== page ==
Git is awesome if you want to manage versions for your project, but what is if you want to create a release? You always have to set the version on several places, create new branches, tag the commits and bump the version on several places. This can be annoying, so this is what Versio do for you.
Starting with the following history:
* Initial commit (HEAD -> master)
Now run the following command:
The type of version you want to release | The next type of version you are expecting | | The next version on the master branch \/ \/ \/ $ versio prerelease alpha beta minor > Bump version on branch "master" to "0.2.0-DEV". > Release version "0.1.0-ALPHA.1" on branch "release/0.1". > Bump version on branch "release/0.1" to "0.1.0-BETA.1-DEV".
* Bump version to 0.1.0-BETA.1-DEV (HEAD -> release/0.1) * Update version for 0.1.0-ALPHA.1 (tag: v0.1.0-BETA.1) | * Bump version to 0.2.0-DEV (master) |/ * Initial commit
Download the latest release phar and install it with:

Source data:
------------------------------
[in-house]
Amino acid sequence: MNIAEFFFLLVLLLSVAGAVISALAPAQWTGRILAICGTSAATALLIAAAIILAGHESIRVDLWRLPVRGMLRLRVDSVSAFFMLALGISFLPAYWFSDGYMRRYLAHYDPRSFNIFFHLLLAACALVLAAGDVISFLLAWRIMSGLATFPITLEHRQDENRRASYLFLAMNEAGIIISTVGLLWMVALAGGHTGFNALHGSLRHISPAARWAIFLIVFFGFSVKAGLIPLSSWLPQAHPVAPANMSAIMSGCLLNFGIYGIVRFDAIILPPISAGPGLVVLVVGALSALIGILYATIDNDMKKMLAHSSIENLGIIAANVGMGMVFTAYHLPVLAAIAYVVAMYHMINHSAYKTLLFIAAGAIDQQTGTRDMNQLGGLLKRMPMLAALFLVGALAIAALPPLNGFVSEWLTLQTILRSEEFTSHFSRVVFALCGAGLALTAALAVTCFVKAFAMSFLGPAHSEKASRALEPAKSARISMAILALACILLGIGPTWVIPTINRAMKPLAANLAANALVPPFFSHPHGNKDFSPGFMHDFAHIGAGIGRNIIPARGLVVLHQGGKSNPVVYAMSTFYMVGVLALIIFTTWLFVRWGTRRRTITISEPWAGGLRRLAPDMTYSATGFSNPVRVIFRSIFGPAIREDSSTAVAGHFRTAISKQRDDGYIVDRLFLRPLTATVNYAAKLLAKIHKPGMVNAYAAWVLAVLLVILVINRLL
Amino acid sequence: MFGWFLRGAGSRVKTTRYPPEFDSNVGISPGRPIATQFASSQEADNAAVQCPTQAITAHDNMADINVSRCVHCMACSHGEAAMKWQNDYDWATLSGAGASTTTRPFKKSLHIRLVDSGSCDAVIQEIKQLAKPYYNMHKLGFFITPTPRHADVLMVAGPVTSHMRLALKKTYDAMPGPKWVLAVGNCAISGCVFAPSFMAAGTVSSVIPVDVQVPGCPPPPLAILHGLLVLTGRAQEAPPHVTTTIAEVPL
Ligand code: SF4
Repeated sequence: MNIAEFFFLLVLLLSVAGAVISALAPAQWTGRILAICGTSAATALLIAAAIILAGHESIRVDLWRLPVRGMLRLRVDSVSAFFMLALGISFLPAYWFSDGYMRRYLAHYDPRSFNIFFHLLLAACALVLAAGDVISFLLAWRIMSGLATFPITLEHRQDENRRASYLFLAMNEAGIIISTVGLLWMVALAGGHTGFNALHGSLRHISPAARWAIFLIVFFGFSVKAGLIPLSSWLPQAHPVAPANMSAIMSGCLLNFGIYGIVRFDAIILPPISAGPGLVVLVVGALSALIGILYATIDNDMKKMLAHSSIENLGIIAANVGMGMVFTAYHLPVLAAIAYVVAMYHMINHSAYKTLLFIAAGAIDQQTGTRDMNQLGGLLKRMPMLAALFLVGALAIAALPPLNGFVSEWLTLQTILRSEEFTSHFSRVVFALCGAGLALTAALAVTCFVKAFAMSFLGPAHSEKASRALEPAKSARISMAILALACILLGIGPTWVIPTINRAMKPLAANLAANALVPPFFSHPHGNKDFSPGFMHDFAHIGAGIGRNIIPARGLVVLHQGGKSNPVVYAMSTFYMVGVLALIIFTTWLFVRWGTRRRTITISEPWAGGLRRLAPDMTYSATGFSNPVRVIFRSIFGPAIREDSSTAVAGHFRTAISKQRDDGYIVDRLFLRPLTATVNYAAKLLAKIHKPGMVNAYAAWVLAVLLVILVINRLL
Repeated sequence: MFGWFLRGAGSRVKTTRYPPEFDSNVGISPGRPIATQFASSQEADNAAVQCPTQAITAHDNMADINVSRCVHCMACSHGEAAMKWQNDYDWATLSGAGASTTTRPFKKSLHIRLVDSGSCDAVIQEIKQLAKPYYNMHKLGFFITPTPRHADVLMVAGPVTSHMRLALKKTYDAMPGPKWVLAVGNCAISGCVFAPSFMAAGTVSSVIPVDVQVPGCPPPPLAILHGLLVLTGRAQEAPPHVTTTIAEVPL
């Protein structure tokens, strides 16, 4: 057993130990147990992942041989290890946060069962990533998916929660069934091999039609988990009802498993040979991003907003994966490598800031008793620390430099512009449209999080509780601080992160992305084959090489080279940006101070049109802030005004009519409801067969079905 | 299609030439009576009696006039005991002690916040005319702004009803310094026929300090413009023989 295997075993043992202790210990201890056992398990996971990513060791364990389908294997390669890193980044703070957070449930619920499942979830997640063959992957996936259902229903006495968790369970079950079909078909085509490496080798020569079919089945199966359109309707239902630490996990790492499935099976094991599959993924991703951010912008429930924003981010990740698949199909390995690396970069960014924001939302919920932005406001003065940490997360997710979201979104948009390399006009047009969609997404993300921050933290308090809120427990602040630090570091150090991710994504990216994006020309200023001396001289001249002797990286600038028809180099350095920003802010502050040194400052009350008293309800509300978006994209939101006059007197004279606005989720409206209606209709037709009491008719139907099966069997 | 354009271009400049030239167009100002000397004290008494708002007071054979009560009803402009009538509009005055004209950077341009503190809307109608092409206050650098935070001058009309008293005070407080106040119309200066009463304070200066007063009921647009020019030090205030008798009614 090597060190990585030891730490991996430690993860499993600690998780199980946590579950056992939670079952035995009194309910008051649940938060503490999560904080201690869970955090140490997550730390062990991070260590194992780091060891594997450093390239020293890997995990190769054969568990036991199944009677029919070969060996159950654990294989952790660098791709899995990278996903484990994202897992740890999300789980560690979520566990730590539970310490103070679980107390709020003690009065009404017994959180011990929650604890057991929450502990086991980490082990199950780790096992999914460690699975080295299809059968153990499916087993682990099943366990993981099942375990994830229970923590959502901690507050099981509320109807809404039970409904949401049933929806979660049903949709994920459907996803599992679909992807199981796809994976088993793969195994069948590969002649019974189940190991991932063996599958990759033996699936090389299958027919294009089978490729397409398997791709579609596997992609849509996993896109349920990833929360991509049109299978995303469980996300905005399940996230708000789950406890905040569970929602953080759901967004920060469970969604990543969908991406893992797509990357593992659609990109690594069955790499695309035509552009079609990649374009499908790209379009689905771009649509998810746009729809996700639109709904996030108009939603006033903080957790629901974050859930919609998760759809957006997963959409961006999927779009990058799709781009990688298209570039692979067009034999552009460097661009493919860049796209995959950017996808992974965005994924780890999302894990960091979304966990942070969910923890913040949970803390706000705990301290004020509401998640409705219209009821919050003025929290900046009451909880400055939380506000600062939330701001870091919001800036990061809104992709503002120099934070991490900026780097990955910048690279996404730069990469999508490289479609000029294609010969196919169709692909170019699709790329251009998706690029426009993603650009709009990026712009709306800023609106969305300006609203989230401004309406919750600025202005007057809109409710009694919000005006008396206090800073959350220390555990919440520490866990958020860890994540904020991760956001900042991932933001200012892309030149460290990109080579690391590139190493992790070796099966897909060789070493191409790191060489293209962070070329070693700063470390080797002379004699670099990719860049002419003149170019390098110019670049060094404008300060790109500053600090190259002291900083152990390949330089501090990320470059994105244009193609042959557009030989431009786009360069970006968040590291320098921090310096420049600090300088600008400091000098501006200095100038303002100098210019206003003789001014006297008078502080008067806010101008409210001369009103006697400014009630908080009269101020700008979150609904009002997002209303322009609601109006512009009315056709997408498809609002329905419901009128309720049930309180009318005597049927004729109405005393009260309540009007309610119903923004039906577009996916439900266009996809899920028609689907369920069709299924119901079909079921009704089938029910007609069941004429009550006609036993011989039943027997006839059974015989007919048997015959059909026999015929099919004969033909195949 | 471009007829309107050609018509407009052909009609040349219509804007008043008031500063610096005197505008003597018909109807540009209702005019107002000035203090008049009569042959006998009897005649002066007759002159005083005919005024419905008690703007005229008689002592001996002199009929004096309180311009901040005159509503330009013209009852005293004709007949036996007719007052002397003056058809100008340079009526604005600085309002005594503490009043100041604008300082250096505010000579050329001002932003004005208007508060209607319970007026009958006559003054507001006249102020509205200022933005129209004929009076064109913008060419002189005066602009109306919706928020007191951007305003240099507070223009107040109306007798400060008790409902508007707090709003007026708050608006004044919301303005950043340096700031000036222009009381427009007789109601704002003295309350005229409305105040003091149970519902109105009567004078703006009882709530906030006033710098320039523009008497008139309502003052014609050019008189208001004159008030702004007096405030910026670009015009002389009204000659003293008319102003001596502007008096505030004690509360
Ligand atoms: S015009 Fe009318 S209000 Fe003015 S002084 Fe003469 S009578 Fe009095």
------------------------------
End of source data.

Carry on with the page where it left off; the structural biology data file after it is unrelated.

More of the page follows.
wget https://github.com/chapterjason/Versio/releases/download/v0.1.0-BETA.1/versio.phar sudo mv versio.phar /usr/local/bin/versio sudo chmod +x /usr/local/bin/versio
- Free definable places
- Better git interactions
- Ensure that all branches are localy available. Currently its enough if you are
git fetch --all && git pull --allbefore working with the command, or ensure that the master and all release branches localy available.
- Command tests. Currently not that easy cause of the git interactions.
validateCommand, to validate the versio file.
- As mentioned in the
WorkflowGeneratorensure that every path can end in release.
- json schema file
- Custom exceptions
- More detailed error messages
- Better command description and help texts
- Commit message format
- Strategy tests
initcommand. Allows to init the versio in a git project or init a new git before.
getcommand. Displays the current version.